Cumberland Cave was a sinkhole cave, and its fossils are a mix of things that fell in and things that lived there (owls, bats, rodents, etc.) (Norden 2006). It's one of those cave sites where we have disarticulated remains rather than whole skeletons, and for the large animals there are many broken and fractured bones, presumably due to gravity. The sinkhole passage is thought to have been an irregular chimney, with carcasses breaking up and breaking down over time as they got caught on things along the way to the bottom (Gidley and Gazin 1938). The sinkhole's size appears to have filtered out most mammals larger than a black bear; the few mastodon remains all came from juveniles (Gidley and Gazin 1938). The cave also seems to filled over a while, rather than a short time, given a mix of animals representing different climate regimes (Norden 2006). In particular, among animals in the lists that are still extant, you might notice pikas, lemmings, and wolverines. None of these are exactly ambling through western Maryland at this time, preferring Canada or high altitudes. Similarly, tapirs are only found today in more tropical climates. Interestingly, the herps are almost all known locally today (Holman 1977). Gidley and Gazin (1938) interpreted the overall fossil assemblage as representative of a wooded, well-watered environment.

While we're here considering shifting climates in the Pleistocene, this seems like a good place to address a couple of misconceptions. Just because we might call the Pleistocene the "Ice Age", that doesn't mean that there was ice everywhere, or that it was frigid the whole time. For example, in North America we can roughly approximate the maximum southern extent of the continental ice sheets for much of the landmass by the positions of the Missouri and Ohio rivers and Long Island, and of course a chunk of Wisconsin and Minnesota is famous as the "Driftless Area". Alpine caps also covered some real estate, but it's not as though there were glaciers pushing into the Gulf of Mexico. Furthermore, the Pleistocene was also a time of oscillation between glacial advance and retreat, rather than "all cold, all the time". It used to be thought that there were four major glacial episodes in the Pleistocene, but it is now known that there were at least eleven distinct episodes of some significance (this is based on geochemical evidence, glaciations themselves being difficult to date and excellent at covering the tracks of their forebearers). Between these glacial episodes the ice would retreat back to the polar regions and climate would return to something more like the present. The strength and duration of each glacial and interglacial episode also varied.

A composite mount from the cave's abundant peccary fossils, from Gidley (1920a).


Bredehoeft, K. E., and B. W. Schubert. 2015. A re-evaluation of the Pleistocene hellbender, Cryptobranchus guildayi. Journal of Herpetology 49(1):157–160.

Brodkorb, P., and C. Mourer-Chauvire. 1984. Pleistocene birds from Cumberland Cave, Maryland. Pages 39–43 in H. H. Genoways and M. R. Dawson, editors. Contributions in Quaternary vertebrate paleontology; a volume in memorial to John E. Guilday. Carnegie Museum of Natural History, Pittsburgh, Pennsylvania. Special Publication of the Carnegie Museum of Natural History 8.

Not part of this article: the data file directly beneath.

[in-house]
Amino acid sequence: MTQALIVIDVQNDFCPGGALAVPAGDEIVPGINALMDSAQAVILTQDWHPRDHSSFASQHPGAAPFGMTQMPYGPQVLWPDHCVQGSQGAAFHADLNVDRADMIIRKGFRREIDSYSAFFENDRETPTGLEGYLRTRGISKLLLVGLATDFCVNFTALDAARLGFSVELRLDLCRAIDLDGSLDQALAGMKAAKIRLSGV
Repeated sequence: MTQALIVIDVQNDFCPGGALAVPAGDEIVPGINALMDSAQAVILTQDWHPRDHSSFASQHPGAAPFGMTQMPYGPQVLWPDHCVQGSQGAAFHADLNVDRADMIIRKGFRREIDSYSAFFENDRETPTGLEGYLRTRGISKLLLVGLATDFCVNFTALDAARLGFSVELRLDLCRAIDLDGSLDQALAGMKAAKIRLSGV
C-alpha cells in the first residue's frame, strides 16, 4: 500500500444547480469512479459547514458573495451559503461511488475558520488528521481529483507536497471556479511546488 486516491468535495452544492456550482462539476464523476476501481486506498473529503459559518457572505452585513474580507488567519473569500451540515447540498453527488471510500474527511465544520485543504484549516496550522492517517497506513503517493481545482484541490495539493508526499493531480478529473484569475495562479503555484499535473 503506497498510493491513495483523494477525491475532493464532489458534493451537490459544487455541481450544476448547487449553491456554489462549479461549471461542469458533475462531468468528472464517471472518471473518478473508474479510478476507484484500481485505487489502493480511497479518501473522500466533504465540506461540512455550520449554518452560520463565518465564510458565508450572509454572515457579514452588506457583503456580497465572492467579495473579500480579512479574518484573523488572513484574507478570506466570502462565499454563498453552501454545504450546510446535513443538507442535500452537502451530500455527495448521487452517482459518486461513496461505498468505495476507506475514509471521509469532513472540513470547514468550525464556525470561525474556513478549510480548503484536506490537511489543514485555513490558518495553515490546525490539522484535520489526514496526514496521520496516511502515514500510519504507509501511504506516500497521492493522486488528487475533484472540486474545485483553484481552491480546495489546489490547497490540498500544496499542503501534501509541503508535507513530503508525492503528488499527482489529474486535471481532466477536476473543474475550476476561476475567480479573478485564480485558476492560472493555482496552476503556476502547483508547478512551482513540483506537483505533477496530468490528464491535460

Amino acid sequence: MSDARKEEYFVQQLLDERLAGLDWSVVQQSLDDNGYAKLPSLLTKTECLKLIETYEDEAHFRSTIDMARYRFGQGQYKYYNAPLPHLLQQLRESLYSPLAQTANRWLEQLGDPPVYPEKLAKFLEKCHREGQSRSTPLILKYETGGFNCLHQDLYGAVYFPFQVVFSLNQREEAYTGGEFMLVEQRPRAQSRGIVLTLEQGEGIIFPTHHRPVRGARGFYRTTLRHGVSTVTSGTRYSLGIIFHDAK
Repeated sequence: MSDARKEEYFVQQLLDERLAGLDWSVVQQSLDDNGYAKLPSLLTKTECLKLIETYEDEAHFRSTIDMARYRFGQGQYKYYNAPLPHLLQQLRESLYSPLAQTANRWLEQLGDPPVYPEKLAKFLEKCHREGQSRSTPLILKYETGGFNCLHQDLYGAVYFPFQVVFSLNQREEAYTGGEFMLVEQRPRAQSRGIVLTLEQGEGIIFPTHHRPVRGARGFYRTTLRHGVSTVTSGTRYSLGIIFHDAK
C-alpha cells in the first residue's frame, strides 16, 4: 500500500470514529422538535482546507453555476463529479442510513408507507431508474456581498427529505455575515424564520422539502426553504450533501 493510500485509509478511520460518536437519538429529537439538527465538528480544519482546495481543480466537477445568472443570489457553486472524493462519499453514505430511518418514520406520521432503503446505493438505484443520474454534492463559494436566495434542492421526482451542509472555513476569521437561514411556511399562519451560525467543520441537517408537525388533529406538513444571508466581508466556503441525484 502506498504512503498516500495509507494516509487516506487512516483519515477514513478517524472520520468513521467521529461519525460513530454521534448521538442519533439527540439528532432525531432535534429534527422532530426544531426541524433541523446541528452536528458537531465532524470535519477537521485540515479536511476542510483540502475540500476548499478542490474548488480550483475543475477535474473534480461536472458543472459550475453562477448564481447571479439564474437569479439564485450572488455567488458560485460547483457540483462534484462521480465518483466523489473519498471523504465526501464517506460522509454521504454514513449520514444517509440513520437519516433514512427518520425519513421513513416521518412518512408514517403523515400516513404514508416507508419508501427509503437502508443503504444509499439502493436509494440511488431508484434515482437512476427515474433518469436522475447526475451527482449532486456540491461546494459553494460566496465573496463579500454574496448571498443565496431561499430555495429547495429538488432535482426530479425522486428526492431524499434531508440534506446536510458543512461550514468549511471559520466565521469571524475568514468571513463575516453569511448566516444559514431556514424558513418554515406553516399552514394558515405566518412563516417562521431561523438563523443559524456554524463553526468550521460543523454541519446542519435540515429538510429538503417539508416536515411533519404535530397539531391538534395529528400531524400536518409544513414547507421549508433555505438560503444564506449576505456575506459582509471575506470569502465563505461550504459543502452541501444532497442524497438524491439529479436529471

Gazin, C. L. 1933. The status of the extinct American “eland”. Journal of Mammalogy 14(2):162–164.

Gidley, J. W. 1913a. An extinct American eland. Smithsonian Miscellaneous Collections 60(27).

Gidley, J. W. 1913b. Preliminary report on a recently discovered Pleistocene cave deposit near Cumberland, Maryland. Proceedings of the United States National Museum 46:93–102.

Gidley, J. W. 1920a. A Pleistocene cave deposit of western Maryland. Annual Report of the Smithsonian Institute for 1918:281–287.

Gidley, J. W. 1920b. Pleistocene peccaries from the Cumberland cave deposit. Proceedings of the United States National Museum 57(2324):651–678.

Gidley, J. W. and C. L. Gazin. 1933. New Mammalia in the Pleistocene fauna from Cumberland Cave. Journal of Mammalogy 14(4):343–357.

Gidley, J. W. and C. L. Gazin. 1938. The Pleistocene vertebrate fauna from Cumberland Cave, Maryland. United States National Museum Bulletin 171:1–99.

Guilday, J. E. 1979. Eastern North American Pleistocene Ochotona (Lagomorpha: Mammalia). Annals of Carnegie Museum 48:435–444.

Guilday, J. E. and C. O. Handley. 1967. A new Peromyscus (Rodentia: Cricetidae) from the Pleistocene of Maryland. Annals of the Carnegie Museum 39:91–103.

Hall, E. R. 1936. Mustelid mammals from the Pleistocene of North America with systematic notes of some recent members of the genera Mustela, Taxidea, and Mephitis. Carnegie Institution of Washington Publication 473:41–119.

Handley, C. O. 1956. Bones of mammals from West Virginia caves. American Midland Naturalist 56(1):250-256.

Holman, J. A. 1977. The Pleistocene (Kansan) herpetofauna of Cumberland Cave, Maryland. Annals of Carnegie Museum 46(11):157–172.

Long, C. A. 1964. Taxonomic status of the Pleistocene badger, Taxidea marylandica. American Midland Naturalist 72(1):176–180.

Norden, A. 2006. The Cumberland Bone Cave: a window into Maryland's past. The Maryland Natural Resource, Fall 2006:4–7.

Nicholas, G. 1953. Recent paleontological discoveries from Cumberland Bone Cave. The Scientific Monthly 76(5):301–305.

Patterson, B. 1932. Upper molars of Canis armbrusteri Gidley from Cumberland Cave, Maryland. American Journal of Science 23(136):334–336.

Richmond, N. D. 1963. Evidence against the existence of crocodiles in Virginia and Maryland during the Pleistocene. Proceedings of the Biological Society of Washington 76:65-67.

Van der Meulen, A. J. 1978. Microtus and Pitymys (Arvicolidae) from Cumberland Cave, Maryland, with a comparison of some New and Old World species. Annals of Carnegie Museum 47:101–145.

Wetmore, A. 1927. A record of the Ruffed Grouse from the Pleistocene of Maryland. The Auk 44(4):561.

White, J. A. 1970. Late Cenozoic porcupines (Mammalia, Erethizontidae) of North America. American Museum Novitates 2421.